François Fillon is battling to save his rightwing bid for the French presidency as party colleagues increased pressure on him to stand aside after fresh allegations he paid his family large amounts of taxpayers’ money.
Fillon was considered a favourite to win the two-round presidential election in April and May. But for the first time since allegations broke last week that he had paid his wife for an allegedly fake job as a parliamentary assistant, a poll showed him sinking and being eliminated in the first round, lagging behind the far-right Marine Le Pen and overtaken by the centrist, maverick independent Emmanuel Macron.
MPs in Fillon’s party, Les Républicains, began to question whether he was becoming an electoral liability, after having built his campaign on a carefully crafted image as a sleaze-free honourable country gentleman who wanted to slash public spending and cut public jobs.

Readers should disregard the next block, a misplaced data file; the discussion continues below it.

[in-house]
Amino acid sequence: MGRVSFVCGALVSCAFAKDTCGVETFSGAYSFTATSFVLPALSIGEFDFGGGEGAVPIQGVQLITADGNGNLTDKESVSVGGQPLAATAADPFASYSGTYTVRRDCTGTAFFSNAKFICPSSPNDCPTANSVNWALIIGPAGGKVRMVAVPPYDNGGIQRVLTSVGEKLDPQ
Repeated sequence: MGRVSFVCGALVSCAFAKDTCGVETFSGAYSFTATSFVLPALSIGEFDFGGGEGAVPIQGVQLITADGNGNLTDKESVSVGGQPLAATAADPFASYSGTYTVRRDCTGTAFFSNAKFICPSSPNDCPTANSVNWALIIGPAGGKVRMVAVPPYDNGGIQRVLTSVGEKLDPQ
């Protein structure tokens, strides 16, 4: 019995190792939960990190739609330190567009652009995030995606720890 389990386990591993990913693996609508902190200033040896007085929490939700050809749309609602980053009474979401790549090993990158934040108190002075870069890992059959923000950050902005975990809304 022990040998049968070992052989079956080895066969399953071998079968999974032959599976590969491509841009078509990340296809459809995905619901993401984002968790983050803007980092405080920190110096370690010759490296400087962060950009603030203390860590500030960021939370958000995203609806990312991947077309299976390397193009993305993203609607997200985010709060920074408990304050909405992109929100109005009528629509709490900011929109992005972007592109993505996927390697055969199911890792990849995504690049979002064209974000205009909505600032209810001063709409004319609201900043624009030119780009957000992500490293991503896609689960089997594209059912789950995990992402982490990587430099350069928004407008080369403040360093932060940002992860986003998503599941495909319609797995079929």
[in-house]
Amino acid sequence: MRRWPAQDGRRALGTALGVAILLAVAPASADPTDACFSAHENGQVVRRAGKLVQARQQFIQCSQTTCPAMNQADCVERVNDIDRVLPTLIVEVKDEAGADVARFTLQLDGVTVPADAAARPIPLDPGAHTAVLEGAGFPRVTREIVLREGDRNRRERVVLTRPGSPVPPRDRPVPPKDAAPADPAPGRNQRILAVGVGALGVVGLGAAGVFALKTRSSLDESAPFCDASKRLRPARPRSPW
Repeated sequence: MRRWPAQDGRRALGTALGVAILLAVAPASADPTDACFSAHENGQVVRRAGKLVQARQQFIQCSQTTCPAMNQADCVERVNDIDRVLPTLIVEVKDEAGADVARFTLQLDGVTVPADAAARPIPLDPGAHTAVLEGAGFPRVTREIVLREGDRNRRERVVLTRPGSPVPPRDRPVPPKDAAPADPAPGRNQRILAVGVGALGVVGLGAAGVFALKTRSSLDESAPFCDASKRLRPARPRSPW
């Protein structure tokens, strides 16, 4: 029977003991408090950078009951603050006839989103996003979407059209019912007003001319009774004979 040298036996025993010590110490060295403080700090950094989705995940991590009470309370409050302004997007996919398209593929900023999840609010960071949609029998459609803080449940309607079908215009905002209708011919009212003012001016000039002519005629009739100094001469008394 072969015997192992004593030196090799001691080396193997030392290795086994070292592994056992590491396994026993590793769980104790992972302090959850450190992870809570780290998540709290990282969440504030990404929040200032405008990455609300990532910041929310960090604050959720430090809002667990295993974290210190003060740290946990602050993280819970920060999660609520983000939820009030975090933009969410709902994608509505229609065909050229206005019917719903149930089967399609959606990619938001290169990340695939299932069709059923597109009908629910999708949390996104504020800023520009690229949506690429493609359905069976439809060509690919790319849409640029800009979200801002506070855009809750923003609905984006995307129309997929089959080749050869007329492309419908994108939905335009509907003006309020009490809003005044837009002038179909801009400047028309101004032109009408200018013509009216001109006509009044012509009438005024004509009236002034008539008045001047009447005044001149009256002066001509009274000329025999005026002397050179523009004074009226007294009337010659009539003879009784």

One poll showed 76% of French voters were not convinced by his response to the scandal.
Fillon has denied the allegations and insists he will not pull out of the presidential race unless he is charged with an offence. He is alleged by the investigative paper Le Canard Enchaîné to have paid his British wife Penelope about €830,000 (£700,000) as a parliamentary assistant for more than a decade – a higher amount than previously thought.
It is legal for French MPs to hire family members, as long as the person is genuinely employed. But French prosecutors have launched a preliminary investigation into the possible “misuse of public funds” to determine whether or not Penelope Fillon had in fact done any work for her husband.
The Canard Enchaîné also revealed on Wednesday that Fillon had paid his two children €82,000 between them as assistants when he was a senator.